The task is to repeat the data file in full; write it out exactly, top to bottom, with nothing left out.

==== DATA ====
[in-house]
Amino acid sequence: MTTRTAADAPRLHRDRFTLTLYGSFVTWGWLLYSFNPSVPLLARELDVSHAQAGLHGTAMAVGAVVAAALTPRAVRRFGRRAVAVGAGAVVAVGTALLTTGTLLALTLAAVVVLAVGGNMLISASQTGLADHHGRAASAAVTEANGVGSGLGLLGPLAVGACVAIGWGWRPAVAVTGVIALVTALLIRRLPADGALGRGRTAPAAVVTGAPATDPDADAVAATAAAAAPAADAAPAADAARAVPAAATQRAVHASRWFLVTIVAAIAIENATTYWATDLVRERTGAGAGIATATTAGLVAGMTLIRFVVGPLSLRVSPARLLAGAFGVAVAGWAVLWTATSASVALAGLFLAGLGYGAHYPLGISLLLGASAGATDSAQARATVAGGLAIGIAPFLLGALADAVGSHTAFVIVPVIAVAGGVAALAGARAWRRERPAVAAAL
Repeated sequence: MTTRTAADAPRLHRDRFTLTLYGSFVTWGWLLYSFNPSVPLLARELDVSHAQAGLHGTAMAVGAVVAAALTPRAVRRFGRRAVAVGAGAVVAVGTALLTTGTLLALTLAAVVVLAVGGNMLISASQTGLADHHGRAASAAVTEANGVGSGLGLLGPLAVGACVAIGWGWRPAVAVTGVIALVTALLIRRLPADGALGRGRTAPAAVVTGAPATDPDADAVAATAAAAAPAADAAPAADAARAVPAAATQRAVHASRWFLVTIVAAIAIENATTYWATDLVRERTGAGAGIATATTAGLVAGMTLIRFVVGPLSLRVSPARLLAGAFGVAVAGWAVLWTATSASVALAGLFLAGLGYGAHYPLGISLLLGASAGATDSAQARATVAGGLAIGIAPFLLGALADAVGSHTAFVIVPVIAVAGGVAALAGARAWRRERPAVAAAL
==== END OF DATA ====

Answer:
[in-house]
Amino acid sequence: MTTRTAADAPRLHRDRFTLTLYGSFVTWGWLLYSFNPSVPLLARELDVSHAQAGLHGTAMAVGAVVAAALTPRAVRRFGRRAVAVGAGAVVAVGTALLTTGTLLALTLAAVVVLAVGGNMLISASQTGLADHHGRAASAAVTEANGVGSGLGLLGPLAVGACVAIGWGWRPAVAVTGVIALVTALLIRRLPADGALGRGRTAPAAVVTGAPATDPDADAVAATAAAAAPAADAAPAADAARAVPAAATQRAVHASRWFLVTIVAAIAIENATTYWATDLVRERTGAGAGIATATTAGLVAGMTLIRFVVGPLSLRVSPARLLAGAFGVAVAGWAVLWTATSASVALAGLFLAGLGYGAHYPLGISLLLGASAGATDSAQARATVAGGLAIGIAPFLLGALADAVGSHTAFVIVPVIAVAGGVAALAGARAWRRERPAVAAAL
Repeated sequence: MTTRTAADAPRLHRDRFTLTLYGSFVTWGWLLYSFNPSVPLLARELDVSHAQAGLHGTAMAVGAVVAAALTPRAVRRFGRRAVAVGAGAVVAVGTALLTTGTLLALTLAAVVVLAVGGNMLISASQTGLADHHGRAASAAVTEANGVGSGLGLLGPLAVGACVAIGWGWRPAVAVTGVIALVTALLIRRLPADGALGRGRTAPAAVVTGAPATDPDADAVAATAAAAAPAADAAPAADAARAVPAAATQRAVHASRWFLVTIVAAIAIENATTYWATDLVRERTGAGAGIATATTAGLVAGMTLIRFVVGPLSLRVSPARLLAGAFGVAVAGWAVLWTATSASVALAGLFLAGLGYGAHYPLGISLLLGASAGATDSAQARATVAGGLAIGIAPFLLGALADAVGSHTAFVIVPVIAVAGGVAALAGARAWRRERPAVAAAL